serfdom316-50s.pngSo I was sick and asked for guest art. Adam and Jeroen signed up for some, but soon after finishing his script for Jeroen, he got sick himself, so he needed some guest art for Dangerous and Fluffy. I was in no state to promise him anything, but I was still working a few hours a day on Rogues of Clwyd-Rhan and sending the finished work to friends on MSN just to keep up morale. Adam liked the update for December 6 so much that he asked if it could be used in D&F as one of those "Gregory reads a comic book" episodes.
The only problem with that, of course, is that ROCR isn't exactly a 1950s comic (D&F is set, albeit loosely, in the '50s). The colors are unlike anything the pulps of the day ever printed, and what with the nudity, paganism, violence, extramarital cohabitation, moral ambivolence and general disrespect of all that is proper and good, it would never have got the Comics Code Authority Seal of approval.
One problem was solved by using the GIMP's newsprint filter go create a grimy, poorly-printed look. The other issue was resolved in the episode itself — Adam managed to come up with a gag and Timm got the Gregory art done in the nick of time. It's not quite a full collaboration but it got the filler episode out there.

Internet connectivity problems

I am getting more than a bit fed up with the crapitude of @home.nl, my home ISP' over the past couple of weeks. It's easily the worst since, well, since my previous ISP, bart.nl, except that this time it's exacerbated by the fact that I am feeling a lot more helpless than I used to with bArt. Back then, I had a dialup, and if I couldn't connect or the connection dropped out, I could just dial into a different number. That would work often enough, and be easy enough for me to feel like I had some control over it.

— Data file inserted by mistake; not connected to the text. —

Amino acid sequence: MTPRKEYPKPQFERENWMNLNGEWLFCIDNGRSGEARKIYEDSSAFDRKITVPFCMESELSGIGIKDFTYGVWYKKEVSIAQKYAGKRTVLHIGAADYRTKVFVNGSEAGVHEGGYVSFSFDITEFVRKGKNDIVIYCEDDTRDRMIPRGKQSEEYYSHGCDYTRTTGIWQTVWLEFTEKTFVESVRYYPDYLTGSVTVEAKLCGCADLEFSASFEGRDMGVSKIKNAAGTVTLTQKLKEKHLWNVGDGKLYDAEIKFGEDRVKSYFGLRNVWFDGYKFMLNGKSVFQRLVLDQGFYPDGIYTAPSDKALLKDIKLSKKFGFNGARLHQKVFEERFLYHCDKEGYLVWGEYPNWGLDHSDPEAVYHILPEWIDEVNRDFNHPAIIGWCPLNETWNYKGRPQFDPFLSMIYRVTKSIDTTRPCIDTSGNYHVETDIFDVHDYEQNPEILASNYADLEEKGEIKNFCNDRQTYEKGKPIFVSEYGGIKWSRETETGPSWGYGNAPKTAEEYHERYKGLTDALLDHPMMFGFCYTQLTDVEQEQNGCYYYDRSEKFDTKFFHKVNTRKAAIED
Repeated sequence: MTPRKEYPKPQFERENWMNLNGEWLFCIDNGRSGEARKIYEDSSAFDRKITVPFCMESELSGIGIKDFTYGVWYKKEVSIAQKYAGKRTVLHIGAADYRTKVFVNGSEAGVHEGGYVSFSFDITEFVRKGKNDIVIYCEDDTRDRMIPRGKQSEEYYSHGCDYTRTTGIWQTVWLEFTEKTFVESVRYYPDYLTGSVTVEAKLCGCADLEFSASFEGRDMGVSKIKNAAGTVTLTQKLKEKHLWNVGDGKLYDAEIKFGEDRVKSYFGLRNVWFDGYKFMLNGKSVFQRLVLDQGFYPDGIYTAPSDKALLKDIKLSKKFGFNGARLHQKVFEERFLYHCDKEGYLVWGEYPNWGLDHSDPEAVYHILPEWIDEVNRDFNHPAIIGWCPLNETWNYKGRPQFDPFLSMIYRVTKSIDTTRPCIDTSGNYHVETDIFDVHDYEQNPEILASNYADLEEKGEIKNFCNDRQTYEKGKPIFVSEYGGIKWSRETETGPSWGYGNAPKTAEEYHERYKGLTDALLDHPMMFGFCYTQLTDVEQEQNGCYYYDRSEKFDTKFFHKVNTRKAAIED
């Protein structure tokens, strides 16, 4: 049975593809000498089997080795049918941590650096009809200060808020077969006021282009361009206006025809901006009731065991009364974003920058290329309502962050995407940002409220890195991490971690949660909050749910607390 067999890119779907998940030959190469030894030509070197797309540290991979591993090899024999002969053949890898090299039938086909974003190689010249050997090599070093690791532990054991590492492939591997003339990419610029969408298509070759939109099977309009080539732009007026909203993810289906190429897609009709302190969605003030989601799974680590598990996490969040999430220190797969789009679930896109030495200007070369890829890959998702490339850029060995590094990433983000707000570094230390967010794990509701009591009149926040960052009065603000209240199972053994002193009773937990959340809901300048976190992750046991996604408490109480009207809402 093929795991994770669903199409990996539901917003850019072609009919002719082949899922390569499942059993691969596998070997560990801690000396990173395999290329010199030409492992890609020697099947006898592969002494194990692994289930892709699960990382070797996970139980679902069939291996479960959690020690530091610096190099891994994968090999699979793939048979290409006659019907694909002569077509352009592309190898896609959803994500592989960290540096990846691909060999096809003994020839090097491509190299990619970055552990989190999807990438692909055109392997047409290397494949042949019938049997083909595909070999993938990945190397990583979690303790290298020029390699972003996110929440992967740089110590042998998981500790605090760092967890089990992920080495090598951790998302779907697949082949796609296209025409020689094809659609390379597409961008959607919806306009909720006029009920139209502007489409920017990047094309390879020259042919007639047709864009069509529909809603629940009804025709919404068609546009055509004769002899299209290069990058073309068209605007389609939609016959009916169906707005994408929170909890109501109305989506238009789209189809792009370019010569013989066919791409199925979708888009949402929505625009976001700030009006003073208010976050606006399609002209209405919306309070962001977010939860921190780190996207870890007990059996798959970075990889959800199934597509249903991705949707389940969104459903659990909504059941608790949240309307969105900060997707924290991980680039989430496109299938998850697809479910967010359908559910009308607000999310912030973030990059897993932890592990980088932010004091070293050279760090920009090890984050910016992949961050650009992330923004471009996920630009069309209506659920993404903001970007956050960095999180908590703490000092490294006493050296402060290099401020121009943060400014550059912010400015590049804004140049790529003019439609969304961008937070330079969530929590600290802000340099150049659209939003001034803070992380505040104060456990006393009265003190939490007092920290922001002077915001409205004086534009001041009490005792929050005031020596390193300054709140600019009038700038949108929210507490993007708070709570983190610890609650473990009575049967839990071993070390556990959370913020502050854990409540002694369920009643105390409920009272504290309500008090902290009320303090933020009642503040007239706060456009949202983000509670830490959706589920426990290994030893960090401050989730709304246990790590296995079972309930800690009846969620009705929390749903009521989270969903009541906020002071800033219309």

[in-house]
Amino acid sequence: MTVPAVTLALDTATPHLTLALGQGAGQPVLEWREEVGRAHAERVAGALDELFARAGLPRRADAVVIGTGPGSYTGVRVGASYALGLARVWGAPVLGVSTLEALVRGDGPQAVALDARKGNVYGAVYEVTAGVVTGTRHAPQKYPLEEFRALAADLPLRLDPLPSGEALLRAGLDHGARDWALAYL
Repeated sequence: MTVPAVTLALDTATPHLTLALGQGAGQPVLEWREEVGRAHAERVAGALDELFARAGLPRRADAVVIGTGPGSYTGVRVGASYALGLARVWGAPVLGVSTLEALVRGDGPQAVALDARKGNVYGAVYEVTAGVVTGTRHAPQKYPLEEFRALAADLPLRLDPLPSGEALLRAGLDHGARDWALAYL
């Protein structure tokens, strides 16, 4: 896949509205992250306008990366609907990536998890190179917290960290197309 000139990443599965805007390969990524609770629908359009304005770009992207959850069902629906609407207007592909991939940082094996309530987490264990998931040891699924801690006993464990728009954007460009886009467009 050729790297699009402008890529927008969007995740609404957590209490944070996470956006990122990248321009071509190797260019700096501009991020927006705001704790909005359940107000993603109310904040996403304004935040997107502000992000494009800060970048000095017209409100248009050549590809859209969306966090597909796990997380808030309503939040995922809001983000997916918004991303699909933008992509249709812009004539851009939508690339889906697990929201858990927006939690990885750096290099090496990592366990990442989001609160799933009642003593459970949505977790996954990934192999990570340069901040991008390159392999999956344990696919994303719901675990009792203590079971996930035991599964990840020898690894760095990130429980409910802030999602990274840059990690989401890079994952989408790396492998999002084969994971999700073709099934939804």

At my workplace, if there's something wrong with the connection, I can start up a wizard provided by the Internet service reseller and perform a brief ritual that will usually reconnect me. If that doesn't work, I can walk to a room two doors away from the studio and ask the reseller what's going on. That also makes me feel in control.
With @home, under my home machine setup, all I know how to do is reboot and pray, in the hope that the problem will have gone away on its own since the last time I rebooted. Well, I could start YaST and reconfigure my internet settings, but that doesn't seem to do much. DHCP is great and hassle-free when it works, but in combination with Linux, it's a black box that a non-techie user can't penetrate in case of trouble.
I'd call the helpdesk, if it wasn't for two factors: one is that the helpdesk has one of those 0900 numbers that come with the expectation of being put on hold for 10 minutes at € 0.10 a minute. The other is that I'm the disgruntled customer from hell, only slightly better from the point of view of the person at the other end than the guy who actually comes to the office with a machine gun and shoots up the place (I only fantasize about that). I will have loudly and confidently questioned the helpdesk person's knowledgeability, work ethic, respect for the customer, problem-solving skills, general level of education and intelligence, parentage and species before they get a single word in edgeways. In my defense, I wasn't born that way; I was trained to act like that by the helpdesk staff at bArt, who at one point could only be made to acknowledge your existence if you loudly and confidently questioned their knowledgeability, work ethic, respect for the customer, problem-solving skills, general level of education and intelligence, parentage and species. They got better later on, but I never lost the habit of expecting the worst from a helpdesk and tailoring my approach to that.